Congratulations Drs. Aysegul Gunduz, Wei Hu, Kelly Foote, and Michael Okun, on the publication of “Basal Ganglia Pathways Associated with Therapeutic Deep Brain Stimulation for Tourette Syndrome.” This article was published int the November 24th issue of Biological Psychiatry: Cognitive Neuroscience and Neuroimaging.
Deep brain stimulation (DBS) targeting the globus pallidus internus (GPi) can improve tics and comorbid obsessive-compulsive behavior (OCB) in patients with treatment-refractory Tourette syndrome (TS). However, some patients’ symptoms remain unresponsive, the stimulation applied across patients is variable, and the mechanisms underlying improvement are unclear. Identifying the fiber pathways surrounding the GPi that are associated with improvement could provide mechanistic insight and refine targeting strategies to improve outcomes.
Retrospective data were collected for 35 patients who underwent bilateral GPi DBS for TS. Computational models of fiber tract activation were constructed using patient-specific lead locations and stimulation settings to evaluate the effects of DBS on basal ganglia pathways and the internal capsule. We first evaluated the relationship between activation of individual pathways and symptom improvement. Next, linear mixed effects models with combinations of pathways and clinical variables were compared to identify the best-fit predictive models of tic and OCB improvement.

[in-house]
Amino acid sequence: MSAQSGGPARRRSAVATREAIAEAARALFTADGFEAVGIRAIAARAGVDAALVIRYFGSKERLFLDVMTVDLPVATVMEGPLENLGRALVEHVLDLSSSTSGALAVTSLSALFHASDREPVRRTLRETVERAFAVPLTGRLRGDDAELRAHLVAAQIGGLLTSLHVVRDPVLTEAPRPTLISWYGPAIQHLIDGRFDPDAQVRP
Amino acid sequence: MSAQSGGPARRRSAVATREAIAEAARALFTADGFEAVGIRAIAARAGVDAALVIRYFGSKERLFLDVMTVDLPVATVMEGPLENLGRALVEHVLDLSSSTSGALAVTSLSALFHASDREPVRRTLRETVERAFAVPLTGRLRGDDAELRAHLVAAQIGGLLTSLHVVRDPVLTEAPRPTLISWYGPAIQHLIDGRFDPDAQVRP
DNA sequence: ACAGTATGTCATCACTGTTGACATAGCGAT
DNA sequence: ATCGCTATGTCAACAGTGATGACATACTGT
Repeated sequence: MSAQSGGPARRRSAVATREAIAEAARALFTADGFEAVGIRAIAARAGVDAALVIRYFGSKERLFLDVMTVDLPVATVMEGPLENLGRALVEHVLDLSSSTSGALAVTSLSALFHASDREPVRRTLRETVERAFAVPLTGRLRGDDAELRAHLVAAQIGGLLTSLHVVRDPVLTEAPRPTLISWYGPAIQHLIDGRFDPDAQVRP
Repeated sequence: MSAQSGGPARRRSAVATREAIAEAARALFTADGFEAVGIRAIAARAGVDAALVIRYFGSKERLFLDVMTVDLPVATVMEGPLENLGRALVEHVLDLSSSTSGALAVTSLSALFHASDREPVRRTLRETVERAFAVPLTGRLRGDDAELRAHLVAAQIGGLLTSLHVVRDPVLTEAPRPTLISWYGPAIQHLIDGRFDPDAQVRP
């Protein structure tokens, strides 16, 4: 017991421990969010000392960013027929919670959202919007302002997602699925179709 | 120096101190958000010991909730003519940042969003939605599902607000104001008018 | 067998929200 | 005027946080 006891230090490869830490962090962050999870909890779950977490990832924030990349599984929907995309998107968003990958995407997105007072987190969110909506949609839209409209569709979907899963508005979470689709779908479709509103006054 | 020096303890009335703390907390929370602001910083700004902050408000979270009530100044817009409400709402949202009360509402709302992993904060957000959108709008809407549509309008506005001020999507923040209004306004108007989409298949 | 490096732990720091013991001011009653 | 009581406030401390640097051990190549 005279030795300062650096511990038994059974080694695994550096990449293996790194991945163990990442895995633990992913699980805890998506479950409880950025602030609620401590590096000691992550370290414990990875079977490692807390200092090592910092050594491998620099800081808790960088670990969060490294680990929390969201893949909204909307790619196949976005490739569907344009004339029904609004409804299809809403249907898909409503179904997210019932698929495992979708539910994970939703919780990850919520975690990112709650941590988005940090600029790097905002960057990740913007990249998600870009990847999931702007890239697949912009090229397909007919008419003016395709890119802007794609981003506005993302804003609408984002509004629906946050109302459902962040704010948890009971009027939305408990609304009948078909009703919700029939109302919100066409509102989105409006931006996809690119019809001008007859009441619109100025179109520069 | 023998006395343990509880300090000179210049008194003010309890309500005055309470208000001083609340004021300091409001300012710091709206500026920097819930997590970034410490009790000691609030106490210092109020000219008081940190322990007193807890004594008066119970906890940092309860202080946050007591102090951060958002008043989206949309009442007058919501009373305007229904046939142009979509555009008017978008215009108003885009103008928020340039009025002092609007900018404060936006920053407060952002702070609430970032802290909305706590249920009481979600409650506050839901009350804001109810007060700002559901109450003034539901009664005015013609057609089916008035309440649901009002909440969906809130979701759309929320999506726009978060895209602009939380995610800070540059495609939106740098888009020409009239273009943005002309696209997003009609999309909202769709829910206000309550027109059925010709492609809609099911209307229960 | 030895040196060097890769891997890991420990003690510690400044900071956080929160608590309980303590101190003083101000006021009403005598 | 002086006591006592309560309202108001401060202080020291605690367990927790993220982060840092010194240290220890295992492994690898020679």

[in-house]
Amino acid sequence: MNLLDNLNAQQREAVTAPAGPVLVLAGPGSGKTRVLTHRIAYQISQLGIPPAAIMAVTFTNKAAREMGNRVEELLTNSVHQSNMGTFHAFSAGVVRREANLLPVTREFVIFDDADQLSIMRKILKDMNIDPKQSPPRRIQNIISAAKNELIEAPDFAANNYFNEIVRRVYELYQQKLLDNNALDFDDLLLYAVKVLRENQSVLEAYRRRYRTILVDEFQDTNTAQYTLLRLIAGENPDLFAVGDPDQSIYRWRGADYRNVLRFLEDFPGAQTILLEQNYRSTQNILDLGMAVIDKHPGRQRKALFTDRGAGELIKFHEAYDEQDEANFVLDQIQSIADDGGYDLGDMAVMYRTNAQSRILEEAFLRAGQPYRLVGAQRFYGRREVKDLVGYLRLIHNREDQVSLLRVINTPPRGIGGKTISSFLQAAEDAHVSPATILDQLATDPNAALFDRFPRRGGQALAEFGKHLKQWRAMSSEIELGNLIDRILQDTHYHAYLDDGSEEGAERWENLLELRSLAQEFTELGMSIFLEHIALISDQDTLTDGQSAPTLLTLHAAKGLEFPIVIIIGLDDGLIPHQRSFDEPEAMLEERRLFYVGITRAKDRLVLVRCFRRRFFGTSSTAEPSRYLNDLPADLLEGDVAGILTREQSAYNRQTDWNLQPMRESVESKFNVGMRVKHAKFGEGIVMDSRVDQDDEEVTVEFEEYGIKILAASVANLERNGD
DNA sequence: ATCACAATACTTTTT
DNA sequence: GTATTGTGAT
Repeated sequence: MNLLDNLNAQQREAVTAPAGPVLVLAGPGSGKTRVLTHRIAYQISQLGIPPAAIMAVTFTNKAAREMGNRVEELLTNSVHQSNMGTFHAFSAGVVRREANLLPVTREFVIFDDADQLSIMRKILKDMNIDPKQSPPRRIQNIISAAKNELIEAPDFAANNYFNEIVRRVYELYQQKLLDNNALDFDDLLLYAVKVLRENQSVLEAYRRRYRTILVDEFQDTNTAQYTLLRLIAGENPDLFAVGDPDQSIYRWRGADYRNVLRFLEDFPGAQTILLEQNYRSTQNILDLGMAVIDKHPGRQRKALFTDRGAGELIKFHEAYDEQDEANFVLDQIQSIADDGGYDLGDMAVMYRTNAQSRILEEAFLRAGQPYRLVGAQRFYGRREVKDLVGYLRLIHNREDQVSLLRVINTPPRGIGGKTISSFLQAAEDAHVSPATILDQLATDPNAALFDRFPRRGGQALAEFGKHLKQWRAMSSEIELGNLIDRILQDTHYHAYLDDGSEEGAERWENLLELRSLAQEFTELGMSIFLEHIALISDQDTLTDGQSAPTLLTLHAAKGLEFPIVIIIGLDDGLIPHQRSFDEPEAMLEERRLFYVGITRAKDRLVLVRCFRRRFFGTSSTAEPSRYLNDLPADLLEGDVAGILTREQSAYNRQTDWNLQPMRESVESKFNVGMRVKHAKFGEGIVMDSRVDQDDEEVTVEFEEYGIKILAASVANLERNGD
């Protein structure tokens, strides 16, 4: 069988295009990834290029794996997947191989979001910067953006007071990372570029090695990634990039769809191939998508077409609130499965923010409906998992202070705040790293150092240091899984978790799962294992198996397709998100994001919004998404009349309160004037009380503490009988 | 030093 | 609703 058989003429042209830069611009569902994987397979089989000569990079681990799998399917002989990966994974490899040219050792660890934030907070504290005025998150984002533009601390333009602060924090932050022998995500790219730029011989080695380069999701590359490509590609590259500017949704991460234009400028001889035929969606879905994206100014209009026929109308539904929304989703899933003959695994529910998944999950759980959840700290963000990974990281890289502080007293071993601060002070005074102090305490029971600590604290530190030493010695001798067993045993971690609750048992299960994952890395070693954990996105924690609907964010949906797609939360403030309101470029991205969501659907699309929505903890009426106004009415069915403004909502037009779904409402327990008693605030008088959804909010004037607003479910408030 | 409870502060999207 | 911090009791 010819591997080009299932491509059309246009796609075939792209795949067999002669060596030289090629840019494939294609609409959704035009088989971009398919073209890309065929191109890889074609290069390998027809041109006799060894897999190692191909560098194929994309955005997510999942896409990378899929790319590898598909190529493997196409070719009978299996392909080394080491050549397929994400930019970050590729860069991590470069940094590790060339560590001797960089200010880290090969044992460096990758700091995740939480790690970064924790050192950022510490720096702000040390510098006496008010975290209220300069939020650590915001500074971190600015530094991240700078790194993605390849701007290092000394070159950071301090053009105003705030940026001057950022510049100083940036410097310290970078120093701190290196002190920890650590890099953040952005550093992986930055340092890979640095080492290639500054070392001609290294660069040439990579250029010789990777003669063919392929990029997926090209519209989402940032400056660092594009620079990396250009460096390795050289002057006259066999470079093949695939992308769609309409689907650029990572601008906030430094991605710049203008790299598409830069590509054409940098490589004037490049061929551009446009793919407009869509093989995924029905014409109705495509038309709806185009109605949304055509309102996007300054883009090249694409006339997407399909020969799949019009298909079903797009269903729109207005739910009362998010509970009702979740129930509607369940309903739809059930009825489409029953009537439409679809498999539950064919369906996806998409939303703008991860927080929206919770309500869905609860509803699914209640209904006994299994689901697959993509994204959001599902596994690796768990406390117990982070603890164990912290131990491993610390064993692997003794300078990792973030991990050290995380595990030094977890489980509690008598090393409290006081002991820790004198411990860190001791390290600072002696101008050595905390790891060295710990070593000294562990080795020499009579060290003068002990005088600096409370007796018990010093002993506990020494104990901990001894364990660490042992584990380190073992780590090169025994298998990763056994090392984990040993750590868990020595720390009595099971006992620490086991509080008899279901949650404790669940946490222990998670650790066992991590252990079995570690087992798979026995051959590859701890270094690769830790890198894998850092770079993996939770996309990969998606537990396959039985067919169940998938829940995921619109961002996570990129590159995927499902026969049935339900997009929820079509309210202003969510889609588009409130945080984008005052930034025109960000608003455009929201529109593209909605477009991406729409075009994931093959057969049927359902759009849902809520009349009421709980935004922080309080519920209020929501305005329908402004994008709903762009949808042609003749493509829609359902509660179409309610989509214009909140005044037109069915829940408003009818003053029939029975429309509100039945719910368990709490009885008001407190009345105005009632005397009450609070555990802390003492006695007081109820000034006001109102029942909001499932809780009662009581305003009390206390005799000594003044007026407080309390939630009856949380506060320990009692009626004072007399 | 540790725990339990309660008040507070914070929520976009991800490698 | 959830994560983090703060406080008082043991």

The best-fit model of tic improvement included baseline severity and the associative pallido-subthalamic pathway. The best-fit model of OCB improvement included baseline severity and the sensorimotor pallido-subthalamic pathway, with substantial evidence also supporting the involvement of the prefrontal, motor, and premotor internal capsule pathways. The best-fit models of tic and OCB improvement predicted outcomes across the cohort and in cross-validation.
Differences in fiber pathway activation likely contribute to variable outcomes of DBS for TS. Computational models of pathway activation could be used to develop novel approaches for preoperative targeting and selecting stimulation parameters to improve patient outcomes.